One of the world's largest sovereign wealth funds, and one which ironically amassed the overwhelming majority of their wealth via rich oil reserves, is now looking to sell off some $35 billion worth of energy stocks. According to central bank Deputy Governor Egil Matsen, the move is intended simply to "spread the risks for the state's wealth," but one has to wonder whether the owner of 1.5% of the world's stocks has decided that oil has now moved into a period of secular decline. Per Bloomberg:
Norway’s $1 trillion sovereign wealth fund proposed dumping about $35 billion in oil and gas stocks, including Royal Dutch Shell Plc andExxon Mobil Corp., to protect the economy of western Europe’s biggest petroleum producer.
The nation will be “less vulnerable” to a drop in oil by not being invested in stocks of companies in the industry, the Oslo-based fund said Thursday. The Finance Ministry said it would study the plan and decide at the earliest in “autumn 2018.”
“Our perspective here is to spread the risks for the state’s wealth,” Egil Matsen, the deputy governor at the central bank in charge of overseeing the fund, said in an interview in Oslo Thursday. “We can do that better by not adding oil price risk through the fund.”
While the fund says the plan isn’t based on any view on the future of oil prices or the industry, it will likely add pressure on oil producers, already struggling in a world where renewable energy is gaining sway.
In light of this news, here is a list of Norway's 10 largest energy holdings (valuesin NOK) that you should probably look to lighten up on at some point before they do.
Of course, roughly a year ago we scoffed at the wealth fund's decision to respond to sinking returns and withdrawals required to fund budget deficits, deficits created by tumbling oil prices, by allocating another $130 billion in assets to what appeared to be an already massively overpriced equity bubble in return for an extra 40bps of "expected average annual real returns." (see: Norway Buying $130 Billion In Global Equities As Sovereign Wealth Fund Continues To Bleed Cash). The extra equity purchases pushed the fund's total equity allocation to a staggering 70% of their $860 billion in assets under management.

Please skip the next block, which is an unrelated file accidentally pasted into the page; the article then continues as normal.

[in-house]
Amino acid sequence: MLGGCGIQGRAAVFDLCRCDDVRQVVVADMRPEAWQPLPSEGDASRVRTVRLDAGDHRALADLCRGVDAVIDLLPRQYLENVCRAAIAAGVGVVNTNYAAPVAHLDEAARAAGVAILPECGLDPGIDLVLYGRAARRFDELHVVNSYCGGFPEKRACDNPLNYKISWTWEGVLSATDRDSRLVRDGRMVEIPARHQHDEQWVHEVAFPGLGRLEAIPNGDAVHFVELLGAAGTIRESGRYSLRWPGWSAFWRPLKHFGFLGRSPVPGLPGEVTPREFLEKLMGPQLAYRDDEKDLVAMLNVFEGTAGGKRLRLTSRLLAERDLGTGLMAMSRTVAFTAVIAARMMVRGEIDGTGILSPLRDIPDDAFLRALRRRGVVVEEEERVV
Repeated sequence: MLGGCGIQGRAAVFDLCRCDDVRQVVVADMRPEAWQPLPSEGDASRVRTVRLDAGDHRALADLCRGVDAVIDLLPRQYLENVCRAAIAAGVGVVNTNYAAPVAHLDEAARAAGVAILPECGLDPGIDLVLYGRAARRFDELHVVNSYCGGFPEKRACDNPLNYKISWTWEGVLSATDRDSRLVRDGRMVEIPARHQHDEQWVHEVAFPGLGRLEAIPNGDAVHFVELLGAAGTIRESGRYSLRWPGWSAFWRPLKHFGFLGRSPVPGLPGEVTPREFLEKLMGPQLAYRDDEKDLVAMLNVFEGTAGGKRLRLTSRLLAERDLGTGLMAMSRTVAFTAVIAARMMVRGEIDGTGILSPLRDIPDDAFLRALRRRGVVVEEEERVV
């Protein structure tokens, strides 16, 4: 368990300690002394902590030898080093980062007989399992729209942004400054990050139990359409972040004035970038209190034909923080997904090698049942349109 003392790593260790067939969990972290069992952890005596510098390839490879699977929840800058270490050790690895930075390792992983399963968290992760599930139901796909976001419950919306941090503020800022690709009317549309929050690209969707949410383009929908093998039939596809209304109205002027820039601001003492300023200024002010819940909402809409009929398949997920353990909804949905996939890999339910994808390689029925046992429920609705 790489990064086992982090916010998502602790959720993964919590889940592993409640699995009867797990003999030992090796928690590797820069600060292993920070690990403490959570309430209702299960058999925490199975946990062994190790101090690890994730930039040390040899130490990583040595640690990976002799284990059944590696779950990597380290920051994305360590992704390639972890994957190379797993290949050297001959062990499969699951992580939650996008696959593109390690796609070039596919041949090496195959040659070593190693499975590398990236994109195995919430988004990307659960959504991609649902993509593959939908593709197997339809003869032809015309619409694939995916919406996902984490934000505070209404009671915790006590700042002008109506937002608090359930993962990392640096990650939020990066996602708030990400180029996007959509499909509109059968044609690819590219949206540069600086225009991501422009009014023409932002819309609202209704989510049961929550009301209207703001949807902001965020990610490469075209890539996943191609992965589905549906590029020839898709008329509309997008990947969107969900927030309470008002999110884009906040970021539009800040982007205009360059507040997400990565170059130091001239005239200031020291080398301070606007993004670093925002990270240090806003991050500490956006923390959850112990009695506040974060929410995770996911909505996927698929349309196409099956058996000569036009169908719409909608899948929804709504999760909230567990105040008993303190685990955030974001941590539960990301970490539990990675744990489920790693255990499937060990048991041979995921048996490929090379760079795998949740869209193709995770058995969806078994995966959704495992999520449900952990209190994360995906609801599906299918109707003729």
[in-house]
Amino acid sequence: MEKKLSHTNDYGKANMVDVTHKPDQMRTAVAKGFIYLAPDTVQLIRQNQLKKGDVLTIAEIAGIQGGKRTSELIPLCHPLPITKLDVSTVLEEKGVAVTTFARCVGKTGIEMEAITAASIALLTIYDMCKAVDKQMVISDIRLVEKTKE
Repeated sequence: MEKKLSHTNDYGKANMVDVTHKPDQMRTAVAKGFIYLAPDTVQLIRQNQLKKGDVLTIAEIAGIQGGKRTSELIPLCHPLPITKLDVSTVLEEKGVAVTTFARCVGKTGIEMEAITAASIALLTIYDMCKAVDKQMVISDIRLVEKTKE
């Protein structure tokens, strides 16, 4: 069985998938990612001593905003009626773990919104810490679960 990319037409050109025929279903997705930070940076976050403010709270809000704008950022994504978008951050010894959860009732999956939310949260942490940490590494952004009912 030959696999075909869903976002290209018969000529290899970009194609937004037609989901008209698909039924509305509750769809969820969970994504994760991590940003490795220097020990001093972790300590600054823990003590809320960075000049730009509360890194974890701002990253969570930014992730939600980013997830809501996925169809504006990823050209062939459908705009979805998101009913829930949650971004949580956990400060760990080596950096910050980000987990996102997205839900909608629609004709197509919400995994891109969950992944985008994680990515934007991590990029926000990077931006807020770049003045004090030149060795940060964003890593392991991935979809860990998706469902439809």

After being forced to withdraw at least $15 billion to fund 2017 budget deficits, the $860 billion Norwegian sovereign wealth fund has announced that it will change it's portfolio allocations to try to make up the difference. The change will result in 75% of the fund's capital being allocated to global equities, up from the current 60%. Sure, because funneling another $130 billion to the global equity bubble is just the prudent thing to do for an extra 40bps of "expected average annual real returns."
The central bank’s board, which oversees the fund, on Thursday recommended an increase in the equity share to 70 percent from 60 percent. That will raise the expected average annual real return to 2.5 percent over 10 years and to 3.5 percent over 30 years, compared with 2.1 percent and 2.6 percent, respectively, under the current setup.
The world’s largest sovereign wealth fund said that it expects an annual return of only 0.25 percent on bonds over the next decade and that the expected “equity risk premium,” or return on stocks over government bonds, will be just 3 percentage points in a cautious estimate.
“In our analyses, this is clearly evident in global data: internationally, growth in firms’ cash flows and equity returns are correlated with growth in the global economy,” Deputy Governor Egil Matsen said in a speech Thursday in Oslo. “Global economic growth in the coming years is expected to be below its historical level. This ‘pessimism’ is partly related to the driving forces behind the low level of the real interest rate.”
Alas, with global equity bubbles becoming ever more bubblier with each passing day, the bet on equities paid off 'bigly' for Norway and pushed their AUM to over $1 trillion for the first time ever back in September. Per Bloomberg:
Norway’s sovereign wealth fund hit $1 trillion for the first time on Tuesday, driven higher by climbing stock markets and a weaker U.S. dollar.
The milestone valuation was reached for the first time on Sept. 19 at 2:01 a.m. in Oslo, Norges Bank Investment Management said in a statement on Tuesday.
“I don’t think anyone expected the fund to ever reach $1 trillion when the first transfer of oil revenue was made in May 1996,” Yngve Slyngstad, chief executive officer of the fund, said in the statement. “Reaching $1 trillion is a milestone, and the growth in the fund’s market value has been stunning.”
So, what say you? Is this just a logical diversification play for a state that is already highly levered to oil or is Norway signaling that the end is near for their black gold.